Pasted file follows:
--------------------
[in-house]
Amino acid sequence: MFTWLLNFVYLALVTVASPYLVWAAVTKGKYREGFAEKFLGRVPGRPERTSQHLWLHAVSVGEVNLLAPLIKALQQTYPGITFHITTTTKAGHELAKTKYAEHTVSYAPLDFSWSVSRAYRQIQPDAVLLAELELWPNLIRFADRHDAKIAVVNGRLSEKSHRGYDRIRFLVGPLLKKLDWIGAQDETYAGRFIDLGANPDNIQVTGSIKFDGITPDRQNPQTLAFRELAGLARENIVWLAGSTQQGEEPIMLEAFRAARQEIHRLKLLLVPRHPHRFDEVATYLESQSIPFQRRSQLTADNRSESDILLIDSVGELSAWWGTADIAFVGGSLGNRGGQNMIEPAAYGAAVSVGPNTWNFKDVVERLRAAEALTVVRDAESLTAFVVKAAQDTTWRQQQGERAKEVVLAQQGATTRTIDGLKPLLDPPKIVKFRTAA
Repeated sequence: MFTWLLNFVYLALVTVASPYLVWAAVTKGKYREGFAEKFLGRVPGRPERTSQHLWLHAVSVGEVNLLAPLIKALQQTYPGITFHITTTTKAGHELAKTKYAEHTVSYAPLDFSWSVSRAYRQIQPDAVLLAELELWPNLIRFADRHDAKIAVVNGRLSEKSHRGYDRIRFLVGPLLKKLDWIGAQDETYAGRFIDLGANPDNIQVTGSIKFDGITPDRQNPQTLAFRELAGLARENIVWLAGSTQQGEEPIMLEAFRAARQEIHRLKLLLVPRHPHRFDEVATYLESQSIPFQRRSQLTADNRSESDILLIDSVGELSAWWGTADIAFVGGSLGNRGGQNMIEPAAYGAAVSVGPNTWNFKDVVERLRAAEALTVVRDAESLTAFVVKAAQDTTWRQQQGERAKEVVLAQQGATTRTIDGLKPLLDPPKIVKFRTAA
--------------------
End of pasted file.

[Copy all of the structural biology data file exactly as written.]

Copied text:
[in-house]
Amino acid sequence: MFTWLLNFVYLALVTVASPYLVWAAVTKGKYREGFAEKFLGRVPGRPERTSQHLWLHAVSVGEVNLLAPLIKALQQTYPGITFHITTTTKAGHELAKTKYAEHTVSYAPLDFSWSVSRAYRQIQPDAVLLAELELWPNLIRFADRHDAKIAVVNGRLSEKSHRGYDRIRFLVGPLLKKLDWIGAQDETYAGRFIDLGANPDNIQVTGSIKFDGITPDRQNPQTLAFRELAGLARENIVWLAGSTQQGEEPIMLEAFRAARQEIHRLKLLLVPRHPHRFDEVATYLESQSIPFQRRSQLTADNRSESDILLIDSVGELSAWWGTADIAFVGGSLGNRGGQNMIEPAAYGAAVSVGPNTWNFKDVVERLRAAEALTVVRDAESLTAFVVKAAQDTTWRQQQGERAKEVVLAQQGATTRTIDGLKPLLDPPKIVKFRTAA
Repeated sequence: MFTWLLNFVYLALVTVASPYLVWAAVTKGKYREGFAEKFLGRVPGRPERTSQHLWLHAVSVGEVNLLAPLIKALQQTYPGITFHITTTTKAGHELAKTKYAEHTVSYAPLDFSWSVSRAYRQIQPDAVLLAELELWPNLIRFADRHDAKIAVVNGRLSEKSHRGYDRIRFLVGPLLKKLDWIGAQDETYAGRFIDLGANPDNIQVTGSIKFDGITPDRQNPQTLAFRELAGLARENIVWLAGSTQQGEEPIMLEAFRAARQEIHRLKLLLVPRHPHRFDEVATYLESQSIPFQRRSQLTADNRSESDILLIDSVGELSAWWGTADIAFVGGSLGNRGGQNMIEPAAYGAAVSVGPNTWNFKDVVERLRAAEALTVVRDAESLTAFVVKAAQDTTWRQQQGERAKEVVLAQQGATTRTIDGLKPLLDPPKIVKFRTAA